This is a new one for Titleist. Just like with the original True Temper AMT, they will be the first to offer the Mitsubishi MCA Tensei AM2 (stands for ascending mass) shafts that will come in versions White, Blue, & Red.
T100 – Mitsubishi MCA Tensei White AM2 | Low launch, low spin | 94-108g (2g per club)
T200- Mitsubishi MCA Tensei Blue AM2 | Mid launch, mid spin | 74-88g (2g per club)
T300- Mitsubishi MCA Tensei Red AM2 | High launch, mid-high spin | 54-68g (2g per club)
T-SERIES AVAILABILITY: New Titleist T-Series irons will be available in golf shops worldwide beginning Aug. 30, with fittings beginning Aug. 8. With Pricing of the T100 and 200 set at $175 per club with steel ($1,399/set of 8) and $187.50 per club ($1,499 /set of 8) graphite
T300 will be $125 per club ($999/set of 8) Steel & $137.50 per club ($1,099/set of 8) graphite
- More photos of Titleist T100 irons in the forums.
- More photos of Titleist T200 irons in the forums.
- More photos of Titleist T300 irons in the forums.
- More photos (including cutaways) in the forums.
Bridgestone launches special First Tee edition e6 ball
Bridgestone Golf has launched a special First Tee edition e6 golf ball, with a portion of the proceeds going directly to First Tee, a youth development organization that helps kids and teens build their strength of character through golf.
The special First Tee edition ball is available now exclusively through PGA Tour Superstore and comes in both white and optic yellow color codes.
“We’re very pleased to offer this special First Tee edition e6, exclusively at PGA Tour Superstore. For decades, First Tee has done very fine work, helping young people learn and grow through the game of golf, building strong individuals and communities. It is an honor to create a dedicated product where the proceeds from the sales will bolster their charitable endeavors.” – Dan Murphy, President and CEO, Bridgestone Golf
As a reminder, the e6 is the longest-running model in Bridgestone’s current lineup. The latest model, new for 2021, features a larger, softer core in design for a more responsive feel added distance for moderate swing speed players.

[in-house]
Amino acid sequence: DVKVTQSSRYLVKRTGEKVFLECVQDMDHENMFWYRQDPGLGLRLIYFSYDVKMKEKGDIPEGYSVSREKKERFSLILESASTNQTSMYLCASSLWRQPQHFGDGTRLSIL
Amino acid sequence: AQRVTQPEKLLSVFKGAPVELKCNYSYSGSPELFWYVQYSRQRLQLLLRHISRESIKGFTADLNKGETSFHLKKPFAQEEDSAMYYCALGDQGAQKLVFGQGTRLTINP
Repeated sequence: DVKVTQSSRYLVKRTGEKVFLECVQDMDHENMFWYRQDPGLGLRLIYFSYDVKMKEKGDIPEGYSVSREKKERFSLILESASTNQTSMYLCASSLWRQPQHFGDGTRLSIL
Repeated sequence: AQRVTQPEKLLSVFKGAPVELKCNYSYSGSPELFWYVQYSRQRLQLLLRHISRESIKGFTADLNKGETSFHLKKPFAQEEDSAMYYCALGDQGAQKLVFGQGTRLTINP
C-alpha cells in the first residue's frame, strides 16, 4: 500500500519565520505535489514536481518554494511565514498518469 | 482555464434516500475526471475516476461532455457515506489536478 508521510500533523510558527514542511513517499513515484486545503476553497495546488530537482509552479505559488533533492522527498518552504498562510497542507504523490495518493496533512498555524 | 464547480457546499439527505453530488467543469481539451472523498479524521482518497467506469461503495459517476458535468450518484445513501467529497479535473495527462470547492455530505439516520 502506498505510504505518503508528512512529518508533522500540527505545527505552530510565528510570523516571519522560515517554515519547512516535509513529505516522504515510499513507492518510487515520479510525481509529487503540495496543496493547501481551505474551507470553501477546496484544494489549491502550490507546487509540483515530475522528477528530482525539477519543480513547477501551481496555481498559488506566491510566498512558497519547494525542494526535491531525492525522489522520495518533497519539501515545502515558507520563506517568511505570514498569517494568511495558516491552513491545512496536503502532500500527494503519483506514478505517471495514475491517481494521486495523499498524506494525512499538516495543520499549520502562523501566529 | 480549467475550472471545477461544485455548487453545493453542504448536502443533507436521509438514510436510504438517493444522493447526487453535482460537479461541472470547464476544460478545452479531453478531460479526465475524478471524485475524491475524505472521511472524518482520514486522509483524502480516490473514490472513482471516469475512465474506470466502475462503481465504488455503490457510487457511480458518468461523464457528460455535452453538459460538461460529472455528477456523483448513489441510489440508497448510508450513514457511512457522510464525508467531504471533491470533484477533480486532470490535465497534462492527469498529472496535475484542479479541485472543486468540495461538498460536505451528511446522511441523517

The new design, which is specifically tailored to modern players who value a ball that provides a very soft feel at impact, retails for $21.99 per dozen.
Adidas unveils new Stan Smith golf shoe in classic colorway
Adidas Golf is bringing the classic Stan Smith colorway to the course, with the new unmistakable white and green golf shoe.
Building upon the new PimeGreen upper made with high-performance recycled materials1 as part of Adidas’ mission to End Plastic Waste, this version is also waterproof (one-year warranty) to help keep golfers dry both on and off the course.
The new Stan Smith golf shoe features a PU cushioning in targeted areas in the midsole to go alongside a PU die-cut sockliner in a bid to provide maximum comfort.
The shoe also contains an adiwear spikeless outsole that features lugs inspired by the shoe’s original sole design, offering some added traction for all course conditions to go along with their style.
“When we were talking about bringing this shoe into golf, the original white and green colorway was a must-have as part of our planning. The Stan Smith silhouette is known throughout the world for being so versatile from a fashion standpoint, so we’re excited to give golfers that same style and versatility for when they head out to the course, now in a more sustainable way.” – Masun Denison, global footwear director, Adidas Golf.
As an ode to the traditions of the past, Adidas has also included a removable white kiltie to provide players another way to wear their shoes and give off some added flair for their round.
This classic white and green colorway of the Stan Smith Golf will be available on adidas.com, through the Adidas app, and at select retail partners worldwide beginning Saturday, May 1.
Lob wedge or no lob wedge? – GolfWRXers discuss
In our forums, our members have been discussing the necessity of a lob wedge. WRXer ‘rickybooby25’ kicks off the thread, saying
“Do you use a Lob wedge in your current set-up or not? Players nowadays immediately default to using a LW when playing a chip shot around the greens. I currently have a LW in the bag but have been debating on taking it out completely because it creates bad habits when facing a chip shot. What are your thoughts?”
And our members have been sharing their thoughts on the subject in the forum, with some very interesting responses.
Here are a few posts from the thread, but make sure to check out the entire discussion and have your say at the link below.
- Chadwickog: “I am in the NO lob wedge camp, it simplifies the decision making when it comes to wedge play, and all shots are still possible if you know how to hit them.”
- jholz: “I’ve always looked at the lob wedge as a specialty club for special situations. Lower lofted wedges (54* or 56*) are the ones I use for the vast majority of generic chip shots.”
- timmekang: “I’ve mentioned this in prior posts, but I carry 2 lob wedges. Not all lob wedges are created equal to don’t be afraid to bring more than 1 out on the course with different bounce/grind/etc. and see what works best depending on your lie and circumstances.”
- lefthack: “I bought one, learned to hit it, but didn’t find a need for it in my bag when there are other clubs I would use more.”